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A Yankee Among The Rebels

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meriden, Miss,, May 14. Sittitrgfln the porch of a one-story hotel in Menden, Miss., I very naturally feil in wifch sotne curious chsracters. The general topic of conversatioa seemed to fee how all this came about." Officers and privates wiioglod miacellaneously, and I being a irTaokfie in citizen's clotbes, and the only onc present, enjoyed tho fuil bonefit of the recital oí opinions. # # # # Ono strappiog young fellow, witü M. O." on his gray hat, attracted my attention. A finer formed man I liad nover seen, and I opened conversation with hiui. " Hev yoa got airy postage atamps, sir?" " A few." " t want to write to the old man, telling him I'm all right. I can't go back home you know, under the cartel." " Wbore do you live P' " Well, dad lives ia Missouri, but I was born ia Ohio, nd lïve iö Chicago. m teil you how it was," said he, with an incomparable wink ; " you see, I bad a little business down South whou the war began, so I carne down and went into the army. I had heard that the South was the garden spot of the world j and dad owtred niggers, and go I come. Well, I got detuiled the fitst day kuowed, and got a beef contract out of them - for I was a packer aad drover in Chioago, you know - and so I haven't struck a lick or stood guard. I didn't havo but iive thuusaud dollars when Dick ïaylor went up the epouti I had a drove of catlle once - of the Confederaoy yu know - but" (another wiuk) " soitie three hundred head was sold to the citizens. Confedérate money warn't no account to me, so I got a íow of these."' Ilere íbllowed tho elüíjuent chink ot a pocket fullof gold. " I have got a littlo pieco up in VTiHconsin," (hei e a decidedly loviug look,) "I have; and, if I know mytelf, I guess I can get there. This hereoath ain'tgoiug to hurt me much." " What do you thiük of the country, anyhow ?" said I. " Think of it," said he ; " well, 1 have been all over it, buying oattle. " I wouldn't give Khode Island for the vvbole of Mississippi. The women either chew tobaeco or dip snuff, and thèy ain't civiligod, ior they don't know how to íive, aod civüization meaos eating and living oomfortably. You get out of a seven-by-nine house and walk a quarter to the well, aad waeh out of a basin, and wipe on a family towel, when they inight have a waehstaud in tho coruer," The more I couversed witfa this man, I noticed an improveinent in pronunciatiou and in manner. His orufly wink gave way to an opeij-eyed glance, and he wrote his name in the register in a cloar, round, business hand. So perfectly had he countorfeited thé look and gesture of the people, that I said to myself, " if a few moro liku }'ou would come down into this country, how thcso fertilo acres would blossom like gardens, and civilization commenee in earnest. " Why," said he, " I havo gono hungry into a poor houso, surrounded by negro cabins, and sat down to and hocniny, without milk or butter ; aud right in front of the door have secn a drove of cattlo feeding among the sturnps, among whicli were twenty oows. So, when the Yankees would burn clown bridges, it would tako them months to repair them. 'Why can't we build them as fast as the Yankees f" they used to ask me. ' Because you don't knbw now,' I told them. ' You don't know how to work, and the Yankees do, for they make their living thnt way,' The people down here are so infernal lazy that if it wasn't for the nogroes they would atarve." - Cor. N. O. True Delta. An uusuceessful lover was asked by what means he lost his divinity. "Alas?" eried he, " I flattered her unlil shü got too proud to speak to me." " Now, children, who loves all men?" asked a school-inspector. Tho question was hardly put bafore a little girl, not "our years old, answered quiekly. " All women I" Where soldiers have lost legs, feet or nrms in the war, the government helps them to this extent in getting artificial ones: $75 for legs; $50 for arms; $50 or feet.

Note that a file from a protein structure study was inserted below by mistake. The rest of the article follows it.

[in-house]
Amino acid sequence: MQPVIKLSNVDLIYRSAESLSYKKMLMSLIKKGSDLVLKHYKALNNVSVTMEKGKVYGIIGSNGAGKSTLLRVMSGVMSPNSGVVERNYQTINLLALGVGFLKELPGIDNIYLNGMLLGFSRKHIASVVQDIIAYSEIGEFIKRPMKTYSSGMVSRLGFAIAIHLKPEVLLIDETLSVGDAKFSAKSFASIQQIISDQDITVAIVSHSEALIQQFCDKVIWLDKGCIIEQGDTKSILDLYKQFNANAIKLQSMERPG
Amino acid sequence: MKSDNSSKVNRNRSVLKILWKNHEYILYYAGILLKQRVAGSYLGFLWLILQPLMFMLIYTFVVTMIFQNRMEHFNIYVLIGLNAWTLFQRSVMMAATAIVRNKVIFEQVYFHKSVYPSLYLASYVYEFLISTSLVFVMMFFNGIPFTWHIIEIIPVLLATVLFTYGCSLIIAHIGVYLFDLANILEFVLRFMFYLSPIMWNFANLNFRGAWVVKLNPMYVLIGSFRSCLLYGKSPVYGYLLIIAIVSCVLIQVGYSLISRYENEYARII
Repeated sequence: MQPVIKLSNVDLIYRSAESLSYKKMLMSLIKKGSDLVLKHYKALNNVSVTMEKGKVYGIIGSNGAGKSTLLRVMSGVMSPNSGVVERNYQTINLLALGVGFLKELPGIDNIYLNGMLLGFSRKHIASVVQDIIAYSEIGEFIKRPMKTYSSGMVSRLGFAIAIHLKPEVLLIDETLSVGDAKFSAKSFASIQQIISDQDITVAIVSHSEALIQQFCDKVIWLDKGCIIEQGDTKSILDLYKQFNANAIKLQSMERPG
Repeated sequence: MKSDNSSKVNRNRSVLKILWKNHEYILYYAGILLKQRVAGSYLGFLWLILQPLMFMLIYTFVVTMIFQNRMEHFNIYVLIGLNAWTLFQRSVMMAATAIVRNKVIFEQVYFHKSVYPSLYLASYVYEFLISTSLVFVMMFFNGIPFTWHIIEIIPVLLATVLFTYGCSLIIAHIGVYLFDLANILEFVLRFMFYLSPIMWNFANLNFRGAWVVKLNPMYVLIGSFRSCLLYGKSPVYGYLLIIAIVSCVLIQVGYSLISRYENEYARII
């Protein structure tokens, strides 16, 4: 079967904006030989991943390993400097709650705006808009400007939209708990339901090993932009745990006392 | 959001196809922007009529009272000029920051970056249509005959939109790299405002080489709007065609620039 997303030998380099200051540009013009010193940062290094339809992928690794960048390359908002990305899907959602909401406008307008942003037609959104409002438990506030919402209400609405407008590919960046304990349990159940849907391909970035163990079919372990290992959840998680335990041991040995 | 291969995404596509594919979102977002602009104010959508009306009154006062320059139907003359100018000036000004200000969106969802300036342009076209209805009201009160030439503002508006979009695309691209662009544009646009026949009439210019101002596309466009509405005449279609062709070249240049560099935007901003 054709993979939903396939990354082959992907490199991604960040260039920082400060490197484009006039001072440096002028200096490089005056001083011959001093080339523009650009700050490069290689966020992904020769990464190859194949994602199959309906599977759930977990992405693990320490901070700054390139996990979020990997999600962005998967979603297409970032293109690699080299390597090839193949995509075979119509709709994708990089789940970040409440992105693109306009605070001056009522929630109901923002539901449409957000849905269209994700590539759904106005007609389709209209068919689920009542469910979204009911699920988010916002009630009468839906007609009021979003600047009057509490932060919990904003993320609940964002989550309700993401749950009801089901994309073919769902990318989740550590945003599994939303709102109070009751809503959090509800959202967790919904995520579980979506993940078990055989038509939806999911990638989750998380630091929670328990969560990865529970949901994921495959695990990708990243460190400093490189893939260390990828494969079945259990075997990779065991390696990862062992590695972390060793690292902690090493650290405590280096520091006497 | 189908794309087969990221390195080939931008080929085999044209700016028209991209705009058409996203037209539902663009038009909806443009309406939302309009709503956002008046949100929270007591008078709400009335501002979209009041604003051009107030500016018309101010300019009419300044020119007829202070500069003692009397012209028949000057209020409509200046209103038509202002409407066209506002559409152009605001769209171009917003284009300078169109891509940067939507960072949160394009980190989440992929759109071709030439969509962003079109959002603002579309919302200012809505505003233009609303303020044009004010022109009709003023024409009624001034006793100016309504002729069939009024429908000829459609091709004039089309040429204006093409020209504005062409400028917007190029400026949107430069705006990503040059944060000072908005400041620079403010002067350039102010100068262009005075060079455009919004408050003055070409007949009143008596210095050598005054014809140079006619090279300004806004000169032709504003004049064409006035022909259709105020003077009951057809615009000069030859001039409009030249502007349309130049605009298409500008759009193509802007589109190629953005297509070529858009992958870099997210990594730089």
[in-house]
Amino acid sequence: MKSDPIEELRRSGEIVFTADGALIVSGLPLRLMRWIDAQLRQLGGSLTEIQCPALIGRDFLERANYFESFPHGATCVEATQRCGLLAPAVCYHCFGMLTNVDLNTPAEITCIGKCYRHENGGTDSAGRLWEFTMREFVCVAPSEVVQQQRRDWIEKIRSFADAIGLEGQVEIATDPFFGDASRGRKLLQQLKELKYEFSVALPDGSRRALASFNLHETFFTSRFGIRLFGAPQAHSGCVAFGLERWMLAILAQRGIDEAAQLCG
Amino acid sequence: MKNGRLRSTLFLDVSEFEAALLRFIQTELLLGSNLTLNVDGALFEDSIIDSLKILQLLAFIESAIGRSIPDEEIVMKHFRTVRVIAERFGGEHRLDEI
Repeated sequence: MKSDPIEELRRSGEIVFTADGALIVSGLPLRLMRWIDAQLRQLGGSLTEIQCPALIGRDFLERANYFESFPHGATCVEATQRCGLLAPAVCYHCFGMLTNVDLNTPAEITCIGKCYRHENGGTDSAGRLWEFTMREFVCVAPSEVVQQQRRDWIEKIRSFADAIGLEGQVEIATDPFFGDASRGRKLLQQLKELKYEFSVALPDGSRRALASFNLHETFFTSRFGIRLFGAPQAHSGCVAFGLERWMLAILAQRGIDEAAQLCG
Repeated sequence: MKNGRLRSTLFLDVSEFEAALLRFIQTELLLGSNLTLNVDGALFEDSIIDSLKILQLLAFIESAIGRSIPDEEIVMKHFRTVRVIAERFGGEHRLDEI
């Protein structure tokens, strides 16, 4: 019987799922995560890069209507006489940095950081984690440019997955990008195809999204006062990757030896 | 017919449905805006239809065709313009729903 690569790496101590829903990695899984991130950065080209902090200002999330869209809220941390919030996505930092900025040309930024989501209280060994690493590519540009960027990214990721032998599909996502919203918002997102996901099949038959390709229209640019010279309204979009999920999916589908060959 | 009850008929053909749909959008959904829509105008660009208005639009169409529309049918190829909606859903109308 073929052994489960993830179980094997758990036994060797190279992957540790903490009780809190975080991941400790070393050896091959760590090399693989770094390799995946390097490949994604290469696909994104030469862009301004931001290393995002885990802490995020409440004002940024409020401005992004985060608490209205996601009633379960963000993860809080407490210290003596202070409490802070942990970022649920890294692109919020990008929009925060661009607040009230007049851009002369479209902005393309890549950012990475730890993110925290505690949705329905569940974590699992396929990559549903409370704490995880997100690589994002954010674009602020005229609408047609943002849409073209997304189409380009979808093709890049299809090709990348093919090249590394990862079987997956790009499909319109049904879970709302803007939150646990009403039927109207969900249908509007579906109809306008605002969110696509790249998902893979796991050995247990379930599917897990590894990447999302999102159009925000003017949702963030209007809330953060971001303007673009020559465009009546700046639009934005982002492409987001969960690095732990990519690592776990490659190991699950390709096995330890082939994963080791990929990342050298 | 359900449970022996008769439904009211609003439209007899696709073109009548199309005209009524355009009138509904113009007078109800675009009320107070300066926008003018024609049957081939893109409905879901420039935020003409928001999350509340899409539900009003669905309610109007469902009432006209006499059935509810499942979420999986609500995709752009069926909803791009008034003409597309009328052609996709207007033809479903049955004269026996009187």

Old News
Michigan Argus